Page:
Zinc Pyrithione

Safety Information

The U.S. Food and Drug Administration (FDA) permits the use of zinc pyrithione as an active ingredient in over-the-counter (OTC) dandruff, and seborrheic dermatitis drug products. The Expert Panel for Cosmetic Ingredient Safety has deferred evaluation of this ingredient because the safety has been assessed by FDA. This deferral of review is according to the provisions of the CIR procedures.

The European Commission’s Scientific Committee on Cosmetic Products and Non-Food Products Intended for Consumers (SCCNFP) evaluated safety data on zinc pyrithione. The Committee noted that zinc pyrithione has been used, as an anti-dandruff agent, for more than 60 years, in concentrations up to 1-2%. The acute as well as the subchronic toxicity was moderate to low, for both zinc pyrithione alone, or incorporated in market formulations.

In chronic toxicity experiments it was shown that an oral application of 500 microg/kg/day can be regarded as a dose that does not cause any adverse effects (NOAEL). No evidence of a carcinogenic response was seen when zinc pyrithione was applied topically up to 100 mg/kg/day or given orally up to 5 mg/kg/day in lifetime studies. The presence of zinc pyrithione did not impact upon the low irritation potential of the cosmetic formulations tested. The same observation was valid for a shampoo formulation investigated in a mucous membranes test. The appropriate experiments showed that zinc pyrithione alone as well as part of formulations had a low potential to induce contact hypersensitivity. In developmental toxicology studies, 2.5 mg/kg/day applied orally was the NOAEL. No reproductive effects were observed in when zinc pyrithione was topically administered up to 400 mg/kg/day. Toxicokinetic investigations revealed that percutaneous absorption of zinc pyrithione varied from approximately 0.03 to 3.4%. The distribution of radioactivity in tissues after oral administration of labeled zinc pyrithione showed that the radioactivity rapidly disappeared from the blood, and the primary route of excretion was via the urine. The residual radioactivity was low (4.5% of dose), zinc pyrithione was distributed throughout the body, and was not concentrated in any particular tissue. In mutagenicity/genotoxicity studies, zinc pyrithione showed no effects in any of the studies conducted.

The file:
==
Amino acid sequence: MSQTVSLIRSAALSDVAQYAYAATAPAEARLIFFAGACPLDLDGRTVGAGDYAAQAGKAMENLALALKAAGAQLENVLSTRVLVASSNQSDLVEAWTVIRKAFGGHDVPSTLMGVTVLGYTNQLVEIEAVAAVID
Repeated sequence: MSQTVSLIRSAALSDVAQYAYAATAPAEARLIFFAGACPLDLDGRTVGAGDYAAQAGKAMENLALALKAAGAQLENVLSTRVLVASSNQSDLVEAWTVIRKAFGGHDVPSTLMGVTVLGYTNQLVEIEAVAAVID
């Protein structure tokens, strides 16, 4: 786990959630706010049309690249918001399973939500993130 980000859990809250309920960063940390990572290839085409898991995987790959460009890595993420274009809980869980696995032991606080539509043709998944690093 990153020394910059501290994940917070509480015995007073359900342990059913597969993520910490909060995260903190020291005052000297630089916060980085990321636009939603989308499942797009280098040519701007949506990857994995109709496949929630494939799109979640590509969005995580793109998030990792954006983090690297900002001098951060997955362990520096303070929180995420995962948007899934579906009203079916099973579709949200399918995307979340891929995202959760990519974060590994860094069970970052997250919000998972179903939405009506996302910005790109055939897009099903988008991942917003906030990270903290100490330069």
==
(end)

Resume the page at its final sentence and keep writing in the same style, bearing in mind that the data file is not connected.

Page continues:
Pyrithione zinc is listed in the Cosmetics Directive of the European Union and may be used as a preservative in products rinsed off at a maximum concentration of 0.5%. Pyrithione zinc is not permitted in products for oral hygiene (See Annex VI). Zinc pyrithione is also allowed to be used for purposes other than a preservative in leave-on hair care products at concentrations up to 0.1% (See Annex III).

Link to the EU Cosmetic Regulation:


Zinc Pyrithione

What Is It?

Zinc pyrithione occurs as white to slightly yellow crystals. In cosmetics and personal care products, Zinc pyrithione is used in the formulation of cleansing products, hair conditioners, shampoos, eyeliners, face powders and skin care products.

Why Is It Used?

Zinc pyrithione enhances the appearance and feel of hair, by increasing hair body, suppleness, or sheen, or by improving the texture of hair that has been damaged physically or by chemical treatment. It also helps to control dandruff, seborrheic dermatitis, and psoriasis. Zinc pyrithione cleanses the skin or prevents odor by destroying or inhibiting the growth of microorganisms. It can also be used to protect cosmetics and personal care products from spoilage by preventing or retarding bacterial growth. Follow this link for more information about how preservatives protect cosmetics and personal care products.

Scientific Facts

Zinc pyrithione has antibacterial and antifungal properties and is effective against many pathogens. It is an aromatic zinc compound. In cosmetics and personal care products, zinc pyrithione functions as an antidandruff agent, antimicrobial agent, hair conditioning agent and preservative.